BERLIN (Reuters) – A trade agreement between the United States and the European Union would “make a lot of sense”, German Chancellor Angela Merkel said in a speech in which she welcomed the United States’ return to the multilateral fold under President Joe Biden.
German enthusiasm for a trade deal and stronger transatlantic ties may have to contend with a more cautious approach in France, where President Emmanuel Macron has made a priority of reducing European reliance on rival superpowers.
Merkel said that while Germany had no interest in a world divided into camps as it was in the Cold War, it was good that the United States, Europe’s “most important ally”, stood alongside Europe in rivalries with China and Russia.
“I have always supported a trade agreement between the United States of America and the European Union,” she told a Berlin conference on the future of transatlantic ties.
“We have trade agreements with so many of the world’s regions. It would make a lot of sense to develop such a trade agreement here, similar to what we have done with Canada,” she added.
Merkel’s transatlantic coordinator Peter Beyer told Reuters in February that Germany and the new U.S. administration should “think big” and aim for an ambitious agenda including a trade deal to abolish industrial tariffs and a WTO reform to increase pressure on China.
The European Union has put reform of the World Trade Organization at the heart of its trade strategy for the next decade, saying global rules on commerce must be greener, take more account of state subsidies and be enforced.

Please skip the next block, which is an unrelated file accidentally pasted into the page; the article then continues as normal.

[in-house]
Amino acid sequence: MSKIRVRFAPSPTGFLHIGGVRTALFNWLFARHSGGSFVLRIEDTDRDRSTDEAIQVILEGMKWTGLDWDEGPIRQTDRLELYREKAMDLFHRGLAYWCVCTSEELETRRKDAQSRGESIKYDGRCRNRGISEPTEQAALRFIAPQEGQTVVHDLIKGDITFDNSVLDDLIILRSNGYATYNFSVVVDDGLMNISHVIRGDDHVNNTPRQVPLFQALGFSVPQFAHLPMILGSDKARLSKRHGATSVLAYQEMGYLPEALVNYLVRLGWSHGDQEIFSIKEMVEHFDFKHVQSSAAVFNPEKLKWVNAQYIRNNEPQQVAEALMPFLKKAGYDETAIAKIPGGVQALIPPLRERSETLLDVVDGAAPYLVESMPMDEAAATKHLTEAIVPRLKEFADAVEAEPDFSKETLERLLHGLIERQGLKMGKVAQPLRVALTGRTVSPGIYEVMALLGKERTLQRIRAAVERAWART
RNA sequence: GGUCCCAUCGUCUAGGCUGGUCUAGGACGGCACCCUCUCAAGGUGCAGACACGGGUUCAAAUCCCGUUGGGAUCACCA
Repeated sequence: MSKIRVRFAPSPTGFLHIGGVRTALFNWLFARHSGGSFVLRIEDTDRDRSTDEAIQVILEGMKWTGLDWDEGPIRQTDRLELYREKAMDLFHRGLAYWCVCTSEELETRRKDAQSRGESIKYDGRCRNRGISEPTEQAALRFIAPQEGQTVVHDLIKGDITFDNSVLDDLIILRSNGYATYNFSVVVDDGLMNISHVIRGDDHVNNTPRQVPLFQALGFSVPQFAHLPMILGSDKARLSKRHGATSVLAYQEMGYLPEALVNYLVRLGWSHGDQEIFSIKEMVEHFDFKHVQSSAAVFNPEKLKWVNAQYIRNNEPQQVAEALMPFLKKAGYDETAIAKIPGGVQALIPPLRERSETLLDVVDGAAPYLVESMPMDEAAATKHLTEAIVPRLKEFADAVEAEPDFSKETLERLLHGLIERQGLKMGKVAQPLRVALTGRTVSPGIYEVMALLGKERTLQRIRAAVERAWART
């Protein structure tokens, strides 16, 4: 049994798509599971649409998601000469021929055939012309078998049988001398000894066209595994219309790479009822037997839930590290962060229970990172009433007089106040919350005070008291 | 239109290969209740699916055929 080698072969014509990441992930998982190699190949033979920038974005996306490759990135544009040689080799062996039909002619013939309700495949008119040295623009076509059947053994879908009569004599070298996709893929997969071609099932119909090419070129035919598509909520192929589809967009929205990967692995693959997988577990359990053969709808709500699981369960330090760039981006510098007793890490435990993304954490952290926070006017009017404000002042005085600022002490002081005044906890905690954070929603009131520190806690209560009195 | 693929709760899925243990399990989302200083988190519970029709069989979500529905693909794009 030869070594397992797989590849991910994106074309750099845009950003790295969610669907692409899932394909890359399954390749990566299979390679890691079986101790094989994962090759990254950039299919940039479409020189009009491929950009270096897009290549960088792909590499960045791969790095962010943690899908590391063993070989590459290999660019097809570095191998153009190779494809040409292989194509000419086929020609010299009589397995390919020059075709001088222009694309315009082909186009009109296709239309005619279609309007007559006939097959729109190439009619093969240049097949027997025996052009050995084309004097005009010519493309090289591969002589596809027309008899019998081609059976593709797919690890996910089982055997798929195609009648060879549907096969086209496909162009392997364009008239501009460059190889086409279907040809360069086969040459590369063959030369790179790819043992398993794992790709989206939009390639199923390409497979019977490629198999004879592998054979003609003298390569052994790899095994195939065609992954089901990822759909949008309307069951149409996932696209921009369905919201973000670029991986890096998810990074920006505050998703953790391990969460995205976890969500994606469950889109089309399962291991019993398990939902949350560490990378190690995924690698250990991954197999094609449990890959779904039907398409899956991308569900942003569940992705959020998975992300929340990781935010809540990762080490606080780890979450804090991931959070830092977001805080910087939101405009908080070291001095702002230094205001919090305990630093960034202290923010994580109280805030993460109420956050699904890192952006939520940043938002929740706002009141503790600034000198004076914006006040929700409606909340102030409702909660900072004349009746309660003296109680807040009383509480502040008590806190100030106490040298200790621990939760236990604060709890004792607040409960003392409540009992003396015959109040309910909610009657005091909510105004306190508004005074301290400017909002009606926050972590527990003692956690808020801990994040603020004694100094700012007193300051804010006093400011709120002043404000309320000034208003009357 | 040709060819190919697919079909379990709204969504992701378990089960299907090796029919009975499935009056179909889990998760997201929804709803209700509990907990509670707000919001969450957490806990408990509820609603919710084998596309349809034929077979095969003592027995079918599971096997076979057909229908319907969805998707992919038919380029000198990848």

The EU itself feels bruised by trade wars, Brexit and what it sees as unfair competition from China, which it perceives as a “systemic rival”, and is taking more assertive measures to enforce global trade rules and ensure a level playing field.
Merkel said that despite issues with its ratification in the EU, the bloc’s planned investment agreement with China, the comprehensive agreement on investment (CAI), is a “very important undertaking, because it gives us more reciprocity in market access”.
At the same time, it was necessary to address “the whole range of issues” with China, including its human rights record, she added.
The EU executive has hailed the CAI, struck at the very end of 2020, as a means to secure better access for European companies to Chinese markets and redress unbalanced economic ties.
But concerns over China’s human and labour rights record and scepticism from the United States had already cast doubt on the deal’s approval process even before Chinese blacklisting of five members of the European Parliament in tit-for-tat sanctions.
(Reporting by Thomas Escritt, Paul Carrel and Michael Nienaber; EDiting by Giles Elgood)